Choosing performance arts pays off for student slam poet

Kwanele Nyembe, the student who was crowned South Africa’s National Poetry Slam champion during the Poetry Africa Festival in October 2022, has his eye set firmly on the first prize at the 2023 World Slam Poetry competition in Brazil later this year. In the meantime, the young man is working hard at his studies and his career as a writer, actor and podcaster.

Nyembe, who was born in Ladysmith in South Africa’s KwaZulu-Natal province, lives in Durban where he is studying towards an honours degree in drama and performance studies at the University of KwaZulu-Natal (UKZN). He holds a Bachelor of Arts degree in drama and performance arts and media and cultural studies.

Although the arts have always been in his blood, Nyembe left high school to study law at the University of the Witwatersrand in Johannesburg. But, overcome by his love of drama and the performing arts, he dropped out and went to pursue his passion at UKZN. Nyembe said creativity runs in his family. His mother was a primary school drama teacher and his love for the performing arts grew while accompanying her to shows and events. His father was an engineer.

His parents were disappointed when he dropped out of law school, he said, but he told himself that he was going to make it in his chosen path so that they would be proud of him.

Background and character count

Nyembe said he always had a love for writing and delved deeper into it at high school, where there were no drama classes. He would sometimes pen down songs. His writing is creative, but also based on reasoning, he said. “When you write, you must not only portray characters beautifully, but tell stories that indicate or reflect some of the social issues faced in life. Your own background and character also contribute to what you write,” he said.

Organised by the Centre for Creative Arts within the faculty of human sciences at UKZN, Poetry Africa is held annually in Durban, South Africa. Poets from across Africa gather for seven to 10 days for events, including theatre performances, readings, music and book launches, seminars, workshops, open mic opportunities and school visits.

The World Slam Poetry competition is also held annually, bringing together poets from all over the world.

Last year, South African poet Xabiso Vili was crowned champion of the 2022 World Slam Poetry in Brussels, Belgium, City Press reported on 30 September 2022. It is now up to Nyembe to keep the title in South Africa.

When he became national champion, Nyembe walked away with ZAR22,000 (approximately $1,200) in prize money in addition to the honour of representing South Africa on the world stage in Brazil this year during the World Slam Poetry Competition. His national winning poem was titled, ‘When the sun decided to set and never returned’, which touches on the love for family.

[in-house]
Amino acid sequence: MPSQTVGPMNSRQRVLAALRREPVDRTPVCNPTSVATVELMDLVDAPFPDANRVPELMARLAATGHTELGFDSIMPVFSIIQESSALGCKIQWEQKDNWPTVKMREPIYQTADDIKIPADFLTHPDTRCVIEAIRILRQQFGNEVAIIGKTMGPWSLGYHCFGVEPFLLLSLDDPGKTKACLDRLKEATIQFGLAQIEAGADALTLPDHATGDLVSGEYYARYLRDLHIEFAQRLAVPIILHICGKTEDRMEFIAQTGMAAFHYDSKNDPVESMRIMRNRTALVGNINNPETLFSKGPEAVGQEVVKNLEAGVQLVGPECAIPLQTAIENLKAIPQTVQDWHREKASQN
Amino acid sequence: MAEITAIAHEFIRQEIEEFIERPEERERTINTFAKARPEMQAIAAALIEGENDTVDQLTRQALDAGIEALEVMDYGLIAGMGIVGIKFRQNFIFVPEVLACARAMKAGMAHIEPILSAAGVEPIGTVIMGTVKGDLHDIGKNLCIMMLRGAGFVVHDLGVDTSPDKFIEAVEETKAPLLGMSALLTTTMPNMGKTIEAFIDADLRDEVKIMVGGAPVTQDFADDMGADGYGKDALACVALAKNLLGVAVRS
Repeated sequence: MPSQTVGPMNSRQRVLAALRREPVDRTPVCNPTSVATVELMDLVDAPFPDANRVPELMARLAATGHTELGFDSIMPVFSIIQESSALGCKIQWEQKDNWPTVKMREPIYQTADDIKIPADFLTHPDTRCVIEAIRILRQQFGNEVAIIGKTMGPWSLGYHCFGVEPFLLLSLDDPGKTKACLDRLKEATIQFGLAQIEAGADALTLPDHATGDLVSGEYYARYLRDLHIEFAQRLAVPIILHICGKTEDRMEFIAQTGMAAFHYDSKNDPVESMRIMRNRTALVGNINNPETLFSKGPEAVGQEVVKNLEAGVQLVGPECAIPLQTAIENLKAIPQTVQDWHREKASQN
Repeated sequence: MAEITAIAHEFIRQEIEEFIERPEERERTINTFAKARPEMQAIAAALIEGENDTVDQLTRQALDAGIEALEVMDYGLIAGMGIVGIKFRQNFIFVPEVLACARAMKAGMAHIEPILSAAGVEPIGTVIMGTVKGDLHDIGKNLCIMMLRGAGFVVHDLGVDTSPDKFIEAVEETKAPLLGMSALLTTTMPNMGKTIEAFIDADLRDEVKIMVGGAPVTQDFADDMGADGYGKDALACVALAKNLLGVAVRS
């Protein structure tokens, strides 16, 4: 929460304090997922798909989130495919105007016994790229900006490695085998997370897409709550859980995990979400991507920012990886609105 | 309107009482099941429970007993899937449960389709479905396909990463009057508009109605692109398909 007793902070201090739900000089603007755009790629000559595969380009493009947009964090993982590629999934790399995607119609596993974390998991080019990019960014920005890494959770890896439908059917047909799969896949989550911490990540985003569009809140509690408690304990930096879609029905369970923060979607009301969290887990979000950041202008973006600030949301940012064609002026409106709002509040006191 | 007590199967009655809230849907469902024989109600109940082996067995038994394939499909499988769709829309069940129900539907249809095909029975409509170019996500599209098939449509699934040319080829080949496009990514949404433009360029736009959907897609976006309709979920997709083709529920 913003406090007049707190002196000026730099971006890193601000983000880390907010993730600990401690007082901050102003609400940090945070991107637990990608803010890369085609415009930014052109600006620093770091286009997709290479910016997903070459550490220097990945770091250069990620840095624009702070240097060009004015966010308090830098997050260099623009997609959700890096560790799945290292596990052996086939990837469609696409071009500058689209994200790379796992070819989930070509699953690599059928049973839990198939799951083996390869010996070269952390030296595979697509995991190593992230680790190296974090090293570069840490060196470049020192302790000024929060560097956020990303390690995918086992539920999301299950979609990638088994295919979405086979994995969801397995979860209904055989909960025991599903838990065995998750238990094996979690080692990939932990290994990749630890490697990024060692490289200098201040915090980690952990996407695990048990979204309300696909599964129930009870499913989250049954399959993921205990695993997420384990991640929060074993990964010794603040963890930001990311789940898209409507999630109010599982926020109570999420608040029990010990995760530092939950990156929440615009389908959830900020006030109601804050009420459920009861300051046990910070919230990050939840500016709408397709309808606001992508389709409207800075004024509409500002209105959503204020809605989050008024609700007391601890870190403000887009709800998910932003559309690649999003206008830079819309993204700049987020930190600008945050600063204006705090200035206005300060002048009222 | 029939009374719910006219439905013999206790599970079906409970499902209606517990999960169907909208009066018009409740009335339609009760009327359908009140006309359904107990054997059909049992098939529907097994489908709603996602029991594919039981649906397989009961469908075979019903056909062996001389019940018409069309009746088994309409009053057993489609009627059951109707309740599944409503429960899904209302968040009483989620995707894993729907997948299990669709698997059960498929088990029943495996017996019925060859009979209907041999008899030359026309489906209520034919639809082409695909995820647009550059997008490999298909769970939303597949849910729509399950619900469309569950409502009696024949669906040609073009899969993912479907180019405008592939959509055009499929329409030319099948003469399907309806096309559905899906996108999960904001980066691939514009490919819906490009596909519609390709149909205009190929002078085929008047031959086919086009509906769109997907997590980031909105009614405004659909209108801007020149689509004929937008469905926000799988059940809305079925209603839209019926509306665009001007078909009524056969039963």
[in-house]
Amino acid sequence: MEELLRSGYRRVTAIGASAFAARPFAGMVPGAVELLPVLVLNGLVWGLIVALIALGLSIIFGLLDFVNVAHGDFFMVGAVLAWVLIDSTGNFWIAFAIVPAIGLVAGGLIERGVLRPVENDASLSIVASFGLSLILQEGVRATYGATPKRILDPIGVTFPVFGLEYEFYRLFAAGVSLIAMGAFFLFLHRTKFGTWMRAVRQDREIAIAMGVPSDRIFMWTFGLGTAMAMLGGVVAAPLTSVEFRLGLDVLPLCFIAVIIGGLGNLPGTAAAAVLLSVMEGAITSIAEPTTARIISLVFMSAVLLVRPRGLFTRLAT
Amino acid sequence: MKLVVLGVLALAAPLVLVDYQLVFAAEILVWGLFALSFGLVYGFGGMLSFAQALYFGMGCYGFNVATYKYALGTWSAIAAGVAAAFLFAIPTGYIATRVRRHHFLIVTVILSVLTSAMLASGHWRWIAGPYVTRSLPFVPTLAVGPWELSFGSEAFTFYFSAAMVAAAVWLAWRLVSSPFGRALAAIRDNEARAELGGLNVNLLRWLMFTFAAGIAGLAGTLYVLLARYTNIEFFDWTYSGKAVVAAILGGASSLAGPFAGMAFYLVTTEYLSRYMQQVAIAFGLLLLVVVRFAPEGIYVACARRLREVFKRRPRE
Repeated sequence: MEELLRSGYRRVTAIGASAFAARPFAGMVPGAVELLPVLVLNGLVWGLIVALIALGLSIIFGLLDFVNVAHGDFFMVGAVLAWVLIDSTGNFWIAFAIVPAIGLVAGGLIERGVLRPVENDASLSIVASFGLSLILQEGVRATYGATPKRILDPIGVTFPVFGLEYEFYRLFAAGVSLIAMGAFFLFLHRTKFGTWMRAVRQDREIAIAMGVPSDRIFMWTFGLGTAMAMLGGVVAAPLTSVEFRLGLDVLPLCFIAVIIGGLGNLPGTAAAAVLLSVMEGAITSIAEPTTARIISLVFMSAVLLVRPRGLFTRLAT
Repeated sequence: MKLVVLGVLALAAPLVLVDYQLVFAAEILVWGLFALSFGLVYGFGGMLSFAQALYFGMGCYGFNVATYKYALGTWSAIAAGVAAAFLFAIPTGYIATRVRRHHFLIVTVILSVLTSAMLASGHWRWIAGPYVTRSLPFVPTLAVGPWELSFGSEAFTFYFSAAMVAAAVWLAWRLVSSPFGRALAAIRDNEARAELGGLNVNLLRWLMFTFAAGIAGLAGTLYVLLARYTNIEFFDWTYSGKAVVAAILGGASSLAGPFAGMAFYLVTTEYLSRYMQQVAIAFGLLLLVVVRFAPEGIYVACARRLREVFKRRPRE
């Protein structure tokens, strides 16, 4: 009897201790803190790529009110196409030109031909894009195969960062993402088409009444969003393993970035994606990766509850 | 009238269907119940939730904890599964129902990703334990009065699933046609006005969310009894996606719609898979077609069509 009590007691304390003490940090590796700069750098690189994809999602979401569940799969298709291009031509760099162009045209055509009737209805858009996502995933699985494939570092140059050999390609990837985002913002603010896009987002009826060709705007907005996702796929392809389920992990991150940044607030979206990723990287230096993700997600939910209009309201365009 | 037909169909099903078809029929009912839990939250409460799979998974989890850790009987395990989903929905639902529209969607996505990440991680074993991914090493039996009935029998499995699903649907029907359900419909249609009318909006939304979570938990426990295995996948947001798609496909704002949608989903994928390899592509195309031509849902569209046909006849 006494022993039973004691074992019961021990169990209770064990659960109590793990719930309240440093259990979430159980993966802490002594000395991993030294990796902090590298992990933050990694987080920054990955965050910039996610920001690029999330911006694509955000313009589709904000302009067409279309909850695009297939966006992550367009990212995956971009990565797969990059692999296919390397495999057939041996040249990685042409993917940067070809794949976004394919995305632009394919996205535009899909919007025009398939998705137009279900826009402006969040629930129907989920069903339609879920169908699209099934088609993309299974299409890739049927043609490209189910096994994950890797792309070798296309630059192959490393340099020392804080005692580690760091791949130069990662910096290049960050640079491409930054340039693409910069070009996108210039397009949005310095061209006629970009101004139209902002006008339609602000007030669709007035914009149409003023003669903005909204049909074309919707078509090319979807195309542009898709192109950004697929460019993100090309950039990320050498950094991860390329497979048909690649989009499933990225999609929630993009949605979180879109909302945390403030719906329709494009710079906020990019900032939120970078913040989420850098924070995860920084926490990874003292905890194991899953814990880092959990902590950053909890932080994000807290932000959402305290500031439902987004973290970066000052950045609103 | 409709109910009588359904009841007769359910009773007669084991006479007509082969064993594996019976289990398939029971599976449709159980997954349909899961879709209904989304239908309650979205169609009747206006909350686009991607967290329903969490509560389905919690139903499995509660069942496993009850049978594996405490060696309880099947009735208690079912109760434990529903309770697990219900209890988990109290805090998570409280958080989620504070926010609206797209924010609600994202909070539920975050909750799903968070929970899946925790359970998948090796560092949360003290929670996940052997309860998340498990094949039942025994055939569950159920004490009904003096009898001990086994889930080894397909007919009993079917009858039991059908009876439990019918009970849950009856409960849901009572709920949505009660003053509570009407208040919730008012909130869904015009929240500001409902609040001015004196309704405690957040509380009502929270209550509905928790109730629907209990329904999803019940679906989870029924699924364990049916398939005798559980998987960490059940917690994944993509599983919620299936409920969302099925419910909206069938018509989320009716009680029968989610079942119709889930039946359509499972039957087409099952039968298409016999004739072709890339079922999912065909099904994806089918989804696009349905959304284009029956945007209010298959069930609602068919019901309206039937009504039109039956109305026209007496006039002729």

“I draw my motivation from myself and my interest in understanding the nature of things. My writing is mostly reflective of where I stand in relation to my environment. I am the person I can speak about with honesty,” said Nyembe.

Nyembe is also the co-founder of the podcast Sink or Swim, a platform that serves as a media outlet for Durban-based performing artists to talk about their work and introduce to the world the person behind it. He started that with a friend, and it seems to be well received, he said.

Talking about the upcoming World Poetry Slam, Nyembe said: “South Africa has the best poets in the world, and I am grateful to Poetry Africa for echoing this. I am looking forward to retaining the title for South Africa in Brazil.”

Poetry is “magic”

In a press statement released on 13 October 2022 after Nyembe won the right to represent South Africa in Brazil, UKZN said that, as a performer, the student had worked with the Embassy of Sweden in Pretoria together with Hear my Voice, “which curated a virtual series that incorporated creatives from different art sectors, including fashion, literature, music, spoken word, media, government, and academia, for the purpose of co-learning, adapting to change and support during the peak of the pandemic”.

The press statement quoted Dr Philip Meersman from Belgium, a jury member for Slam Jam and head of World Poetry Slam as saying: “The use of Kwanele’s voice, the deliberate delivery in [not] using the microphone, the audience interaction, restrained emotions, biblical references, together with decorticating the human body into its essence with texts that were harsh as well as blaming and bringing people together shows a well-deserved win. He is a true winner in every sense of the word, capturing and captivating his audience. He is a kind of magic that must be experienced live by the world.”

After finishing his studies, Nyembe plans to pursue art, expand his career, and uplift others. “I will be pursuing art, more partnerships, focusing on the business side, creating space for other artists to also blossom. Just to contribute to the industry and elevate the culture – those are my plans,” he said.